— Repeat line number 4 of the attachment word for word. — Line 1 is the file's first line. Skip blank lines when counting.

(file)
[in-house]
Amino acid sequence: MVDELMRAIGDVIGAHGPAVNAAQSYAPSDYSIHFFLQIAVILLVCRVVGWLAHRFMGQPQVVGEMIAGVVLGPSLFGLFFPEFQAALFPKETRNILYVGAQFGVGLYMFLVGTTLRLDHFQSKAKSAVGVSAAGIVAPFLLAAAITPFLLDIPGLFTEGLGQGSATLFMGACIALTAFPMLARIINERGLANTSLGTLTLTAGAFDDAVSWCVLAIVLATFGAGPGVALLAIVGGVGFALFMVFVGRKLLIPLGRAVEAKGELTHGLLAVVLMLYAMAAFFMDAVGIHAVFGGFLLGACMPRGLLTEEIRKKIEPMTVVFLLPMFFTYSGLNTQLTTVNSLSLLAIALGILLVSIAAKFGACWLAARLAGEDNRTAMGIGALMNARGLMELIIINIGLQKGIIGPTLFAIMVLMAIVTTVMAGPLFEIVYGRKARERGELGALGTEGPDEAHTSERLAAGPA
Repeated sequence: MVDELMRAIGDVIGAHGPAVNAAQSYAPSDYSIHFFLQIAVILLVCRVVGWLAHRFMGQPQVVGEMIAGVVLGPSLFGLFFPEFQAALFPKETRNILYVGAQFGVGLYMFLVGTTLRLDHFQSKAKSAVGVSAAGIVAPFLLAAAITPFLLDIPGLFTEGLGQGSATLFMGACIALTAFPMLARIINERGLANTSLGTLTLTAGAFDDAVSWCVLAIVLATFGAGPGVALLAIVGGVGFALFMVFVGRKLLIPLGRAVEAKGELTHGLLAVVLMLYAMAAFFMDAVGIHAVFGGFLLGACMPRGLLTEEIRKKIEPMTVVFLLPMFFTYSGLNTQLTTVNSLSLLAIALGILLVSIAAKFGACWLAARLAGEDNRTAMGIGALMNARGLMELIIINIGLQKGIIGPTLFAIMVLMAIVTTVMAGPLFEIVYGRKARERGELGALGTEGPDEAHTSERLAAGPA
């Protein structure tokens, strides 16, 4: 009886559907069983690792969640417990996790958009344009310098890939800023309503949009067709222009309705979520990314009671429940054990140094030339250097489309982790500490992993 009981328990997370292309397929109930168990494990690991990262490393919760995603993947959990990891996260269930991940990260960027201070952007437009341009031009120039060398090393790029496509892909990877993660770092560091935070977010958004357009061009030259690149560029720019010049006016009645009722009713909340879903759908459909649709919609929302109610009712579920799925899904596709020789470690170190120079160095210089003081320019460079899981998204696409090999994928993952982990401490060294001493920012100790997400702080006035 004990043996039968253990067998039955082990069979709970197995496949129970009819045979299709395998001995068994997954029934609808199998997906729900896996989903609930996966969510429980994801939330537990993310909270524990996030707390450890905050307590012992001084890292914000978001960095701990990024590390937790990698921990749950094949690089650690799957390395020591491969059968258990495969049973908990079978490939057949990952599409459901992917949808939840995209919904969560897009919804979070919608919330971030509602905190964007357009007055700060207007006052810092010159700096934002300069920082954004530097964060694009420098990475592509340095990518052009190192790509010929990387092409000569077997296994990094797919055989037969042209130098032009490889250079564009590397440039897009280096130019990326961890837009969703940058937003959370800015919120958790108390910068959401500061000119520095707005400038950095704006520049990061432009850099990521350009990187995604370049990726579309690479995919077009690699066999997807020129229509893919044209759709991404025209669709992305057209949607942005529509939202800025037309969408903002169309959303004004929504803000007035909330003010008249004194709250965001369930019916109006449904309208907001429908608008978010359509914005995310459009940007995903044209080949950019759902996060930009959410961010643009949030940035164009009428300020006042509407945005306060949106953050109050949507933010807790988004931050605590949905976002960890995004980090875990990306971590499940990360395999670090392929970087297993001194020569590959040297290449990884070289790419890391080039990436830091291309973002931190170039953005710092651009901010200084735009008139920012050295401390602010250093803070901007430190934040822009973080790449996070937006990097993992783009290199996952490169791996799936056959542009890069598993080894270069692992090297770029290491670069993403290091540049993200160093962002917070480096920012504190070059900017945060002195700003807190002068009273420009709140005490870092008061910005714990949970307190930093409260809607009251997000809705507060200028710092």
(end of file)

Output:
């Protein structure tokens, strides 16, 4: 009886559907069983690792969640417990996790958009344009310098890939800023309503949009067709222009309705979520990314009671429940054990140094030339250097489309982790500490992993 009981328990997370292309397929109930168990494990690991990262490393919760995603993947959990990891996260269930991940990260960027201070952007437009341009031009120039060398090393790029496509892909990877993660770092560091935070977010958004357009061009030259690149560029720019010049006016009645009722009713909340879903759908459909649709919609929302109610009712579920799925899904596709020789470690170190120079160095210089003081320019460079899981998204696409090999994928993952982990401490060294001493920012100790997400702080006035 004990043996039968253990067998039955082990069979709970197995496949129970009819045979299709395998001995068994997954029934609808199998997906729900896996989903609930996966969510429980994801939330537990993310909270524990996030707390450890905050307590012992001084890292914000978001960095701990990024590390937790990698921990749950094949690089650690799957390395020591491969059968258990495969049973908990079978490939057949990952599409459901992917949808939840995209919904969560897009919804979070919608919330971030509602905190964007357009007055700060207007006052810092010159700096934002300069920082954004530097964060694009420098990475592509340095990518052009190192790509010929990387092409000569077997296994990094797919055989037969042209130098032009490889250079564009590397440039897009280096130019990326961890837009969703940058937003959370800015919120958790108390910068959401500061000119520095707005400038950095704006520049990061432009850099990521350009990187995604370049990726579309690479995919077009690699066999997807020129229509893919044209759709991404025209669709992305057209949607942005529509939202800025037309969408903002169309959303004004929504803000007035909330003010008249004194709250965001369930019916109006449904309208907001429908608008978010359509914005995310459009940007995903044209080949950019759902996060930009959410961010643009949030940035164009009428300020006042509407945005306060949106953050109050949507933010807790988004931050605590949905976002960890995004980090875990990306971590499940990360395999670090392929970087297993001194020569590959040297290449990884070289790419890391080039990436830091291309973002931190170039953005710092651009901010200084735009008139920012050295401390602010250093803070901007430190934040822009973080790449996070937006990097993992783009290199996952490169791996799936056959542009890069598993080894270069692992090297770029290491670069993403290091540049993200160093962002917070480096920012504190070059900017945060002195700003807190002068009273420009709140005490870092008061910005714990949970307190930093409260809607009251997000809705507060200028710092």